A major proportion of the mammalian transcriptome comprises long RNAs that have little or no protein-coding capacity (ncRNAs). Only a handful of such transcripts have been examined in detail, and it is unknown whether this class of transcript is generally functional or merely artifact. Using in situ hybridization data from the Allen Brain Atlas, we identified 849 ncRNAs (of 1,328 examined) that are expressed in the adult mouse brain and found that the majority were associated with specific neuroanatomical regions, cell types, or subcellular compartments. Examination of their genomic context revealed that the ncRNAs were expressed from diverse places including intergenic, intronic, and imprinted loci and that many overlap with, or are transcribed antisense to, protein-coding genes of neurological importance. Comparisons between the expression profiles of ncRNAs and their associated protein-coding genes revealed complex relationships that, in combination with the specific expression profiles exhibited at both regional and subcellular levels, are inconsistent with the notion that they are transcriptional noise or artifacts of chromatin remodeling. Our results show that the majority of ncRNAs are expressed in the brain and provide strong evidence that the majority of processed transcripts with no protein-coding capacity function intrinsically as RNAs.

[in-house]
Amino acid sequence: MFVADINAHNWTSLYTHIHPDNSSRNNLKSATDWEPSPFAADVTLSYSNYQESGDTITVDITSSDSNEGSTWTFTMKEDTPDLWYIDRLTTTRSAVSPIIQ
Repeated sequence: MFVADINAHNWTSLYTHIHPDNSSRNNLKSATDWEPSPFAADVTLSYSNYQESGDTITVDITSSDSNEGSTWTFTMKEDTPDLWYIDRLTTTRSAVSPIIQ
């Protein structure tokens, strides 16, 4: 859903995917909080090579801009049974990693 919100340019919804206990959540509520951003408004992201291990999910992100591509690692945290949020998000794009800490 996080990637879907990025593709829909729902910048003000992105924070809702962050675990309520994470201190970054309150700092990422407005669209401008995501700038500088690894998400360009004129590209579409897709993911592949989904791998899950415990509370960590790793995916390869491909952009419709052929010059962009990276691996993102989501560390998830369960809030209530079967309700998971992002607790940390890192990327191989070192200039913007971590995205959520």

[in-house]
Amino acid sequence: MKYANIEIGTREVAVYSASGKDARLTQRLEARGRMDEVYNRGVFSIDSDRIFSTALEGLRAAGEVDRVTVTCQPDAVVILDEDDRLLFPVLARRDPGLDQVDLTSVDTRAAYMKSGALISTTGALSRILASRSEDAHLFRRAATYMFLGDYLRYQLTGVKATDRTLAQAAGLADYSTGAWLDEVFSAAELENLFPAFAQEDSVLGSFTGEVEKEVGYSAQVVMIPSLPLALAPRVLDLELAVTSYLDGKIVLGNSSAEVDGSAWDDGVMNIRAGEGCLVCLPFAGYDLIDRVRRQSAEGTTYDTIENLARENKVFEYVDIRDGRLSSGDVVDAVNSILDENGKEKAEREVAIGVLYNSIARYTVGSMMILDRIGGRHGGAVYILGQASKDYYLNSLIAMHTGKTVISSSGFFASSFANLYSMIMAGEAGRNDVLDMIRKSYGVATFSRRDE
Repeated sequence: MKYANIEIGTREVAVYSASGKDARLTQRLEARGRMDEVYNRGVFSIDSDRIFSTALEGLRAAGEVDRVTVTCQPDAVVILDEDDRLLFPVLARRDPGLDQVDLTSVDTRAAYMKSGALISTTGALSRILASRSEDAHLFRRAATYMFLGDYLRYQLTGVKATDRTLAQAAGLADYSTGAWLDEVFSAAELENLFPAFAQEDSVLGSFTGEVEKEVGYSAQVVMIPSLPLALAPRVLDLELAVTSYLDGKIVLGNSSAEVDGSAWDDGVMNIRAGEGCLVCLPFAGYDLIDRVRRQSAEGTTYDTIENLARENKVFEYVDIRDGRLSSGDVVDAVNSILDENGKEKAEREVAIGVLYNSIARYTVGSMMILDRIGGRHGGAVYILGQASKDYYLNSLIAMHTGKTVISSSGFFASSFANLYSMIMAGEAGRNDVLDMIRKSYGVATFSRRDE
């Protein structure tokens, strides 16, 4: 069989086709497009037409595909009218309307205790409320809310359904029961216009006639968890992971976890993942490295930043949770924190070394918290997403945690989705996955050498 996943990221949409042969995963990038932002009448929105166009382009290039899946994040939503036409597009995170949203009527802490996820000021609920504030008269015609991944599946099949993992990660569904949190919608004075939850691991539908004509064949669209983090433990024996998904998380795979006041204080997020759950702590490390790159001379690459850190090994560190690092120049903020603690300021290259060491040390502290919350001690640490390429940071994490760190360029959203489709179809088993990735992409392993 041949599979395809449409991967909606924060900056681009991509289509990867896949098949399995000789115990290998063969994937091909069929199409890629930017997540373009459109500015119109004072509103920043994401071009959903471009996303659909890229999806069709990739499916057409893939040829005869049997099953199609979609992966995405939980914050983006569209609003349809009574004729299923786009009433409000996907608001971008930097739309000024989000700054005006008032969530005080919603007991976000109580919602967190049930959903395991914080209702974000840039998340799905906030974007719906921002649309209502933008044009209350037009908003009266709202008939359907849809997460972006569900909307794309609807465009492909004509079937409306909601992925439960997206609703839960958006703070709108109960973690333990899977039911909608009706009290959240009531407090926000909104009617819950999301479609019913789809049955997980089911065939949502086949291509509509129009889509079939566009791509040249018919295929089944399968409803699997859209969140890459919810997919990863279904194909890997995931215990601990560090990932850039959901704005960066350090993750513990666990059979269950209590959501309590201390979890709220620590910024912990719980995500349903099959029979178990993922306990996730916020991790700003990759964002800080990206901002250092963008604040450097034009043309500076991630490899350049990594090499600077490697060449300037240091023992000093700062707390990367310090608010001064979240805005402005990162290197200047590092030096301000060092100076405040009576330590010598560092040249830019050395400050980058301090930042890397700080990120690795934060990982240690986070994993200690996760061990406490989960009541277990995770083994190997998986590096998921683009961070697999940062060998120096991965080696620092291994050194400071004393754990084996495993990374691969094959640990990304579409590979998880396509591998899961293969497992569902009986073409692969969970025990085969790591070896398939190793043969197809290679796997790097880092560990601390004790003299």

|Original language||English (US)|
|Number of pages||6|
|Journal||Proceedings of the National Academy of Sciences of the United States of America|
|State||Published - Jan 15 2008|
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